β-Lactamases
Alkylsulfatase
Dioxygenases
Superoxide Dismutase
Formyl-CoA Transferase
PLP-Independent Racemases
References

Pathways and Mechanisms of Degradation and Transformation
Aliphatic Compounds

Alkanes
References
Cycloalkanes: Including Terpenoids and Steroids
References
Alkenes and Alkynes
References
Alkanols, Alkanones, Alkanoates, Amides
References
Alkylamines and Amino Acids
Amino Acids
References
Alkanes, Cycloalkanes, and Related Compounds with Chlorine, Bromine, or Iodine Substituents
Chlorinated, Brominated, and Iodinated Alkanes, Alkenes, and Alkanoates
References
Fluorinated Aliphatic Compounds
References

Carbocyclic Aromatic Compounds without Halogen Substituents
Monocyclic Aromatic Hydrocarbons
Introduction: Bacteria
Monocyclic Arenes
Fungi
References
Polycyclic Aromatic Hydrocarbons
Introduction
Aerobic Reactions Carried Out by Bacteria
PAHs with Three or More Rings
Anaerobic Degradations Carried Out by Bacteria
Fungal Transformations
Yeasts and Algae
White-Rot Fungi
References
Aromatic Carboxylates, Carboxaldehydes, and Related Compounds
Introduction
Benzoates
Hydroxybenzoates and Related Compounds
Mechanisms for Fission of Oxygenated Rings
Aerobic Reduction of Arene Carboxylates
Arenes with an Oxygenated Cor CSide Chain
Aldehydes
References
Nonhalogenated Phenols and Anilines
Phenols
Alkylated Phenols: Degradation of Methylcatechols
Polyhydric Phenols
Anaerobic Degradation
References

Halogenated Arenes and Carboxylates with Chlorine, Bromine, or Iodine Substituents
Arenes and Carboxylated Arenes with Halogen, Sulfonate, Nitro, and Azo Substituents
Aerobic Degradation
Anaerobic Conditions
Polychlorinated Biphenyls
Polybrominated Biphenyls and Diphenylmethanes
Mechanisms for the Ring Fission of Substituted Catechols
Halogenated Phenylacetates
References
Halogenated (Chlorine, Bromine, and Iodine) Phenols and Anilines
Phenols
O- and S-methylation
Fungi and Yeasts
Anilines
References
Fluorinated Hydrocarbons, Carboxylates, Phenols, and Anilines
Fluorinated Aromatic Hydrocarbons
Fluorobenzoates
-Fluorocinnamate
Difluorobenzoates
Fluorinated Phenols
Aromatic Trifluoromethyl Compounds
References

Arene Sulfonates

References
Aromatic Compounds with Nitro Substituents
Nitroarenes
Nitrobenzoates
Nitrophenols
References
Azoarenes
References

Heterocyclic Aromatic Compounds
Azaarenes
Five-Membered Monocyclic Aza, Oxa, and Thiaarenes
Aerobic Conditions
Indole and -Alkylindoles
Carbazole
Purines
Triazines
References
Oxaarenes
Aerobic Conditions
Fungal Reactions
References
Thiaarenes: Benzothiophenes, Dibenzothiophenes, and Benzothiazole
Benzothiophene and Dibenzothiophene
Benzothiazole
References

Miscellaneous Compounds
Carboxylate, Sulfate, Phosphate, and Nitrate Esters
Carboxylates
Sulfates
Phosphates
Nitrates
References
Ethers and Sulfides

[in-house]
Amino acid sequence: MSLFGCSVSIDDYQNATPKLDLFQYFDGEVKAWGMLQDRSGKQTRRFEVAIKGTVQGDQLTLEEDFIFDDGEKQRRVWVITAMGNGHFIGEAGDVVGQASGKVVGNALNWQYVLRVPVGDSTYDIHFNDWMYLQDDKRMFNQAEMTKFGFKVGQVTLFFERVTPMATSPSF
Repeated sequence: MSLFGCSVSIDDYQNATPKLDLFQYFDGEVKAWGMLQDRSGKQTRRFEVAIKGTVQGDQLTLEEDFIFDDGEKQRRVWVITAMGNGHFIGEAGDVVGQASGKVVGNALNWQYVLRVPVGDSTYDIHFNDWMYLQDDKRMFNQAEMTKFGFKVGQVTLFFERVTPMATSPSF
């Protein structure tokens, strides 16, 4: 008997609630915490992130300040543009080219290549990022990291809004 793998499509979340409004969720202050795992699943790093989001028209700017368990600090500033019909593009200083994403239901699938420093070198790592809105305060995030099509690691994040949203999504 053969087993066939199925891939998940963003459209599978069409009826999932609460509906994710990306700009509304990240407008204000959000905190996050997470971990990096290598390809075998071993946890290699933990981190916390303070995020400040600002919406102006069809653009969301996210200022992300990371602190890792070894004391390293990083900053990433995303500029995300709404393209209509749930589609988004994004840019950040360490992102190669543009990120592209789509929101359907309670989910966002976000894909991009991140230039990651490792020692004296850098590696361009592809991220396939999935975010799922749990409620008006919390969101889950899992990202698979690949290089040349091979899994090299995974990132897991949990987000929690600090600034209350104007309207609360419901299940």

Aliphatic and Benzylic Ethers
Aryl Ethers
References
Sulfides, Disulfides, and Related Compounds
References
Aliphatic Nitramines and Nitroalkanes
Nitramines
Nitroalkanes
References
Aliphatic Phosphonates and Sulfonates
Introduction
Phosphonates
Sulfonates
Boronates
References
Degradation of Organic Compounds of Metals and Metalloids
Tin
Lead
Mercury
Arsenic
References
Index

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Author(s)

Biography

Alasdair H. Neilson was Principal Scientist until retirement from IVL Swedish Environmental Research Institute in Stockholm. He studied chemistry at the University of Glasgow and took his Ph.D. in organic chemistry in Alexander Todd's laboratory at Cambridge University. He carried out further research at Cambridge University in organic chemistry, and in theoretical chemistry with Charles Coulson at Oxford University. He held academic positions in the universities of Glasgow and Sussex, and obtained industrial experience in the pharmaceutical industry. He consolidated his experience by turning to research in microbiology during a prolonged stay with Roger Stanier and Mike Doudoroff at the University of California, Berkeley. His interests have ranged widely and included studies on nitrogen fixation, carbon and nitrogen metabolism in algae, and various aspects of environmental science including biodegradation and biotransformation, chemical and microbiological reactions in contaminated sediments, and ecotoxicology. With his group of collaborators, these studies have resulted in publications in Applied and Environmental Microbiology, Journal of Chromatography, Environmental Science & Technology, and Ecotoxicology & Environmental Safety, and in chapters contributed to several volumes of The Handbook of Environmental Chemistry. He is a member of the American Chemical Society, the American Society for Microbiology, the American Society of Crystallography, and the American Association for the Advancement of Science (AAAS).

Ann-Sofie Allard studied as a chemical microbiologist and is currently a Senior Microbiologist at IVL Swedish Environmental Research Institute in Stockholm. She has carried out research on a wide range of water quality issues including the distribution of Yersinia enterocolitica in Swedish freshwater systems, and processes for the removal of hormone disrupters. She has carried out extensive studies on the biodegradation and biotransformation of organic contaminants, and in ecotoxicology, and she has implemented independent studies on the uptake and metabolism of organic contaminants and metals in higher plants in the context of bioremediation. Her studies have been published in Applied and Environmental Microbiology, International Biodeterioration and Biodegradation, Environmental Chemistry and Ecotoxicology, and Journal of Environmental Science and Health, and in chapters contributed to several volumes of The Handbook of Environmental Chemistry. She is a member of the American Chemical Society.

Reviews

"Now in its second edition, this large work is packed with useful and pertinent information concerning the potential fate of chemicals that have made their way, usually unintentionally, into the surrounding biosphere. … As usual with such books, the layout is neat and the print easy to read. Many chemical schemes and copious references after (and within) each chapter add to the work. Good quality paper, firm binding and an overall solid construction ensure that this book will remain durable for many years. For anyone with an interest in xenobiotics and environmental issues this book certainly is a useful reference source."
—Steve Mitchell, Faculty of Medicine, Imperial College London, UK, 2013

Praise for the First Edition:
Broad and comprehensive, this book provides a cohesive treatment of the subject. It contains an extensive set of literature references and numerous illustrative figures.
—J. Albaigés, CID-CSIC, Journal of Environmental Analytical Chemistry, Feb. 2008